COVID-19 vaccines and vaccination campaigns worldwide

Opinions on COVID-19 travel passports

Other interesting statistics

COVID-19 travel passports - statistics & facts

The coronavirus (COVID-19) pandemic turned travel and tourism upside down in 2020. As most governments worldwide implemented stay-at-home measures to slow down the spread of the virus, normal travel was heavily disrupted. As a result, global leisure tourism spending roughly halved in 2020 over the previous year, while business tourism spending worldwide dropped by over 60 percent. In 2021, with mass vaccination campaigns taking place around the world, several countries started to discuss the introduction of COVID-19 travel passports – also referred to as vaccine passports – to relaunch travel and tourism during the pandemic, while minimizing the risks of new COVID-19 infections.

What are COVID-19 travel passports?

These travel passes are intended as digital or paper certificates to be issued to travelers who have been either vaccinated against COVID-19, recovered from a COVID-19 infection, or recently tested negative. For instance, this is the case with the so-called "Digital Green Certificate", proposed by the European Commission on March 17, 2021. This idea, particularly supported by countries of the European Union whose economies largely depend on tourism, like Greece or Portugal, is to ensure safe travel across EU countries, without having to implement quarantine obligations or travel restrictions.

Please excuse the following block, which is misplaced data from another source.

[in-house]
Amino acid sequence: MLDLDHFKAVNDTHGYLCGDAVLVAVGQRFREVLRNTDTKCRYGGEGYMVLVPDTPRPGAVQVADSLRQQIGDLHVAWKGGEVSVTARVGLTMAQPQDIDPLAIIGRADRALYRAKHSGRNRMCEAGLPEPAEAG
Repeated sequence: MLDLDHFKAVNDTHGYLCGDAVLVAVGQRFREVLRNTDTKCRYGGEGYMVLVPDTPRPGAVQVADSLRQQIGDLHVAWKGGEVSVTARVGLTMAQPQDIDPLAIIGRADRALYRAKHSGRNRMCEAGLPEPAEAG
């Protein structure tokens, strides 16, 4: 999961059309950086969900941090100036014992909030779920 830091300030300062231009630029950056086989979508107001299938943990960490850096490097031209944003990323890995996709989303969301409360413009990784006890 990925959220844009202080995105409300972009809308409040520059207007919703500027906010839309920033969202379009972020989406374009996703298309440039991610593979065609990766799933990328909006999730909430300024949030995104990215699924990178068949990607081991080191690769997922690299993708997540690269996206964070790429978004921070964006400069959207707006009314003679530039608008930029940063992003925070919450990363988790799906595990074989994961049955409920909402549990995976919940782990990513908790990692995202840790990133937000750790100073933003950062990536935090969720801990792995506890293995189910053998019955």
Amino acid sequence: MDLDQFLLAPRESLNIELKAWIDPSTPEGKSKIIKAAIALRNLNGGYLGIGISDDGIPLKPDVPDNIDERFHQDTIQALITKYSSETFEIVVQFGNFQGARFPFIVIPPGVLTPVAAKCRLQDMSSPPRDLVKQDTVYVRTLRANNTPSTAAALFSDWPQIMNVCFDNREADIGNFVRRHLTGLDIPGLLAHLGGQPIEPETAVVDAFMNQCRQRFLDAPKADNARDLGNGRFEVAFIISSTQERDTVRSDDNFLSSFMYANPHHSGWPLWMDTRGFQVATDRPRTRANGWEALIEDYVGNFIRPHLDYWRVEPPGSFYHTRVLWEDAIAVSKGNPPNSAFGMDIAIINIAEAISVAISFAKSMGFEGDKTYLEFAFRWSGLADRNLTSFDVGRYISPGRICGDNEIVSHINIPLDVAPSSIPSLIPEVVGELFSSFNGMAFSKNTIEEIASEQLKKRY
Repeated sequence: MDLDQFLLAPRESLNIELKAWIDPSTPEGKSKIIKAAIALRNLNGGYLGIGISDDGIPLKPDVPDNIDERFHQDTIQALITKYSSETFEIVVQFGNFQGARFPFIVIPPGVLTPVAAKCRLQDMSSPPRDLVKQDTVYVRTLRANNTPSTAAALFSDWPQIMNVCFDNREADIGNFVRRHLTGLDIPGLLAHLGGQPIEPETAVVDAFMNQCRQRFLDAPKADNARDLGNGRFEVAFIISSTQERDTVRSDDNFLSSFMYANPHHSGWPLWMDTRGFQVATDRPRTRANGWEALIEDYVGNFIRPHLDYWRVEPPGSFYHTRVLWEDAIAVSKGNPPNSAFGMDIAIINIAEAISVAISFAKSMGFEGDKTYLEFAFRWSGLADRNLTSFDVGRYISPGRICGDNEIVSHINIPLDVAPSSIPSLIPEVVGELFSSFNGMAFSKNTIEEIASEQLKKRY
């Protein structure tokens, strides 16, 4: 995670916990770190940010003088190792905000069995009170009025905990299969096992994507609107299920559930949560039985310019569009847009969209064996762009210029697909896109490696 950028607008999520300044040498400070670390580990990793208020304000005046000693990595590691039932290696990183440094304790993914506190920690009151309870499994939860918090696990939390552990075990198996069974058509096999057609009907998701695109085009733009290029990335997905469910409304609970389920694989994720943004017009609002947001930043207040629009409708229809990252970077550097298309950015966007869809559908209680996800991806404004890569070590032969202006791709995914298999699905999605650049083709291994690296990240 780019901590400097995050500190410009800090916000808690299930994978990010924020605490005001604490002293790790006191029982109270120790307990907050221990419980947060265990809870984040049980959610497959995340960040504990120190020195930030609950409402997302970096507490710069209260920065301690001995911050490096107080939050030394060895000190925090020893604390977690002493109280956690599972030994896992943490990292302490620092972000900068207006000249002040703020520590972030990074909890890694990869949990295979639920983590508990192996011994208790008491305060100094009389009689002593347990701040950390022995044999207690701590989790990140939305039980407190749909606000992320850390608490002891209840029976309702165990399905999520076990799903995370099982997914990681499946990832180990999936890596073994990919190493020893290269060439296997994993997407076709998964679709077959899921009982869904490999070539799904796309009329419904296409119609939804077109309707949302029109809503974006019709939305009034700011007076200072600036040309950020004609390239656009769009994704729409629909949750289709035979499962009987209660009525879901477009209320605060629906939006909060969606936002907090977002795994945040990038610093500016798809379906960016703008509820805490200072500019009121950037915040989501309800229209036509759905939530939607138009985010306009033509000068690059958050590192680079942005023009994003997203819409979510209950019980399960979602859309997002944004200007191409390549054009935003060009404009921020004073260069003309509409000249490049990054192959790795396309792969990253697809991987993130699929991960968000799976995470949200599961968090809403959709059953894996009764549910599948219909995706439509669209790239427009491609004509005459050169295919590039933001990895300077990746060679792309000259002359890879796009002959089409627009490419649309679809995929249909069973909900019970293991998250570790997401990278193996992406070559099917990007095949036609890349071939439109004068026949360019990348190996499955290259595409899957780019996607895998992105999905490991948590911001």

A similar solution, known as the "Travel Pass Initiative", has been promoted since late 2020 by the International Air Transport Association (IATA). This involves an app that would help passengers find test centers and receive test results and vaccination certificates via mobile, in order to easily show these documents via QR codes to the travel authorities prior to the trip. As both the EU and IATA’s proposals involve a travel app to manage personal data, it will be important to consider how to effectively keep travelers’ privacy safe. In this respect, a February 2021 survey revealed that the main concerns of travelers related to the use of digital health passports were linked to data and privacy worries.

What do travelers think about COVID-19 travel passes?

A March 2021 poll found that nearly nine in ten respondents worldwide would support the introduction of COVID-19 passports for international trips, and most interviewees would also back this solution for domestic travel. In the same month, a similar study conducted in four European countries revealed that roughly seven in ten interviewed Britons approved the idea of restricting travel abroad only to those vaccinated against COVID-19, while only around 40 percent of German, French, and Italian respondents believed the same. In terms of business tourism, according to a survey published in February 2021, the idea of vaccination passports was particularly popular among U.S. business travelers aged between 35 and 44 years, meanwhile the lowest approval was among younger respondents.

Other interesting statistics